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  1. #1
    Join Date
    Nov 2003
    Posts
    33

    Question Unanswered: performance of bulk insert

    Hi,
    I have a database that holds an information about customers, each customer's data is holded in many referenced tables. In one stored procedure i should insert/update many customers. I have 2 options: bulk insert of all customers data in one transaction or insert each customer in separate transaction. My question is: what approach is considered to be correct, and gives better performance assuming that the number of inserted/updated customers is very large? Thank you
    Thank you
    Yulia

  2. #2
    Join Date
    May 2004
    Posts
    125
    How many are you looking at to insert or update?

    If it is a 2-5 thousand at a time, our dba lets us do that. If it gets larger then that, she usually likes us to do a cursor for the update or insert. Cursors will not lock the tables as much so it wouldn't hurt performance as much for the other processes running on the db for the larger updates. If you are running the process off hours and you do not have to worry about processes as much, you can use bulk insert and updates for larger number of rows.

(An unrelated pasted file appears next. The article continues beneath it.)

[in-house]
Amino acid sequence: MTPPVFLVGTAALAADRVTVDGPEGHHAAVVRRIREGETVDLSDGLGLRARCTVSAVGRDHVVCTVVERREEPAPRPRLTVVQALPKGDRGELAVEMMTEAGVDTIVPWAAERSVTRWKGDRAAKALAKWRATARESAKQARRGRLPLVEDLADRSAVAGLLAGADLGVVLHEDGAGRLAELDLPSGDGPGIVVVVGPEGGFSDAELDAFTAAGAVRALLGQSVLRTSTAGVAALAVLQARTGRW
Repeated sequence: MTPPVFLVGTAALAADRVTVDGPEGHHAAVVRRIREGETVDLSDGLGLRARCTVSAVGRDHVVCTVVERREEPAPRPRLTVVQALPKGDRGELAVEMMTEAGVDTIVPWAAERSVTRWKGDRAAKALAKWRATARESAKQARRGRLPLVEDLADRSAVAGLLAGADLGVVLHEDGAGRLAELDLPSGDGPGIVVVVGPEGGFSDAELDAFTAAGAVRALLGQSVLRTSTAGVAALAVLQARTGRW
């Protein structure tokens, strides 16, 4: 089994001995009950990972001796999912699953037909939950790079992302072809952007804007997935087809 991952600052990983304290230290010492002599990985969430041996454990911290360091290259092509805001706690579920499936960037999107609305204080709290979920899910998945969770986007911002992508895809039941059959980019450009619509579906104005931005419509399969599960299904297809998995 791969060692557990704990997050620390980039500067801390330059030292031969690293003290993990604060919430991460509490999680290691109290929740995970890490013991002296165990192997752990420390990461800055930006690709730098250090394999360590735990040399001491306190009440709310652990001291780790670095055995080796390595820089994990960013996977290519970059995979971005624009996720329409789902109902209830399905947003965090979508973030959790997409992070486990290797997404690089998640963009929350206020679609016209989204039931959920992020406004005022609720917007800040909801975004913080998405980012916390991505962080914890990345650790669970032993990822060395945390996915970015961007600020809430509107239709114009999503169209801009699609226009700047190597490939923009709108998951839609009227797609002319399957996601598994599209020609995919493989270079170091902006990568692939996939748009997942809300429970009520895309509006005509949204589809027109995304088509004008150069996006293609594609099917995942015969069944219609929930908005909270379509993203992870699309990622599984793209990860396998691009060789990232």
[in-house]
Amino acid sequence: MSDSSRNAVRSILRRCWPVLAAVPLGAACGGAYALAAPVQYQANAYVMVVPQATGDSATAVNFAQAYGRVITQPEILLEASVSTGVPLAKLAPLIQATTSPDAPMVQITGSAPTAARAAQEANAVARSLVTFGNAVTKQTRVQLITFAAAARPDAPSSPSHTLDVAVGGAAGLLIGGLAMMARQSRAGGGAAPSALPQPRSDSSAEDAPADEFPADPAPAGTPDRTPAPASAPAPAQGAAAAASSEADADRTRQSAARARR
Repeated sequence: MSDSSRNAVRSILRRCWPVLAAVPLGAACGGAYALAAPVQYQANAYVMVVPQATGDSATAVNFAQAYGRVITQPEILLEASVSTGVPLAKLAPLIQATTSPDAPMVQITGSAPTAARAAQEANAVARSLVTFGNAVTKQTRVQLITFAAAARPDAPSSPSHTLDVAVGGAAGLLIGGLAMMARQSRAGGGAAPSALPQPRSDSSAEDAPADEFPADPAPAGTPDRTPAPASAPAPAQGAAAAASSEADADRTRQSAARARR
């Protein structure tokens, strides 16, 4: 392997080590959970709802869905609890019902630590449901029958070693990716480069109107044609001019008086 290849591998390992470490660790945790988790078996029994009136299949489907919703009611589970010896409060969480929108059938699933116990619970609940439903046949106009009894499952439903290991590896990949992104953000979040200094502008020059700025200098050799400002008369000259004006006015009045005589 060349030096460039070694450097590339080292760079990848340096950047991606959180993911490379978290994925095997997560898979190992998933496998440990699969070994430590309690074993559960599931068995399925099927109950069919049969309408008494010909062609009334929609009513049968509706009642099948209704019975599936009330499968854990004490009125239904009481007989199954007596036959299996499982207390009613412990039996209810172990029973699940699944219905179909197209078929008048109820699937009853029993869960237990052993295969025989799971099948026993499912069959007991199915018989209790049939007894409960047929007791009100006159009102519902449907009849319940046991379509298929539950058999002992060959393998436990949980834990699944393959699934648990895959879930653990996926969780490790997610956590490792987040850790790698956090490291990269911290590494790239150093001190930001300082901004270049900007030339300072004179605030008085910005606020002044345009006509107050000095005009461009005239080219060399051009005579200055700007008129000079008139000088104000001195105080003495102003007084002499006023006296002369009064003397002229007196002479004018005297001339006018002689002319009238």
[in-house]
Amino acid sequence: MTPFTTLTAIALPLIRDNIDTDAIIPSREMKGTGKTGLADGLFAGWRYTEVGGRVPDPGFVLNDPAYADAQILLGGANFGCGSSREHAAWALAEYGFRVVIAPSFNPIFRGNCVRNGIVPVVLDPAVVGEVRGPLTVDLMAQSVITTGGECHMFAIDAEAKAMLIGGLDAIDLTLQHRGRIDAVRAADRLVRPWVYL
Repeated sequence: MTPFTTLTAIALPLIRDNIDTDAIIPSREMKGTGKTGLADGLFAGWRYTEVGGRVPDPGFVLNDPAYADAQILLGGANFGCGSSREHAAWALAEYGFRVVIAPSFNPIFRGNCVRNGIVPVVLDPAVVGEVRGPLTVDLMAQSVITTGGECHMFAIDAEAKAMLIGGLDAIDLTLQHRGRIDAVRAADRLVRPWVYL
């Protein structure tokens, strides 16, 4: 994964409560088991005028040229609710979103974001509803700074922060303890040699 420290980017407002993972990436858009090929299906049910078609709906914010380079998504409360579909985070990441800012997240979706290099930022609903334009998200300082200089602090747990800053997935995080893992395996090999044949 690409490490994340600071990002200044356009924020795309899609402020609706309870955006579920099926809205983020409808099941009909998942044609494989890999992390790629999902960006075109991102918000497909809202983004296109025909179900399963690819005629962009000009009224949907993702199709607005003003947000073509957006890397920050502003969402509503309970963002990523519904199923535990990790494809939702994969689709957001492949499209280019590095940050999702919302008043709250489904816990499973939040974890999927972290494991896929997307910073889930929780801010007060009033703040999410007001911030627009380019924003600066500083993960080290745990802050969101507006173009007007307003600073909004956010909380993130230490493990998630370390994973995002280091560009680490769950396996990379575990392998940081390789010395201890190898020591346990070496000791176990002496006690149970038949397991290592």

3. #3
    Join Date
    Jan 2004
    Location
    In a large office with bad lighting
    Posts
    1,040
    Quote Originally Posted by yuliam
    My question is: what approach is considered to be correct, and gives better performance assuming that the number of inserted/updated customers is very large?
    The answer is ... it depends.

    More properly, since you have identified the customer data exists in several tables (which infers relationships), you probably need to enforce ACID properties, which means transactional consistency for each customer insertion / update.

    Now the question becomes ... how much locking can you, your applications, and your users live with. You stated that "... the number of inserted/updated customers is very large ...". How large is very large? How high is up?

    If you use one transaction for each customer, you only retain the lock for the brief time needed to retain data and row consistency across ? tables. You could easily identify single customer datum failures, and write or flag the failure for follow-up. Your process will probably in row level locking (unless you start splitting data and / or index pages), however, if very large is on the order of millions of entries and several tables, your insert / update could take hours and lots of system resources to complete.

    If you try to batch them all together, you find that tracking a single datum failure becomes much more difficult, you will probably end up with page and table locking (which **will** affect application performance), and possibly a massive transaction log.

    Smaller batch processing (say 100 or 500 or 1000 or some other number) puts you between these two extremes but with still the same concerns.

    So ... it depends. Test and find out what is best for your situation. But remember, maintain consistency, or the data becomes unreliable, as does your reputation!

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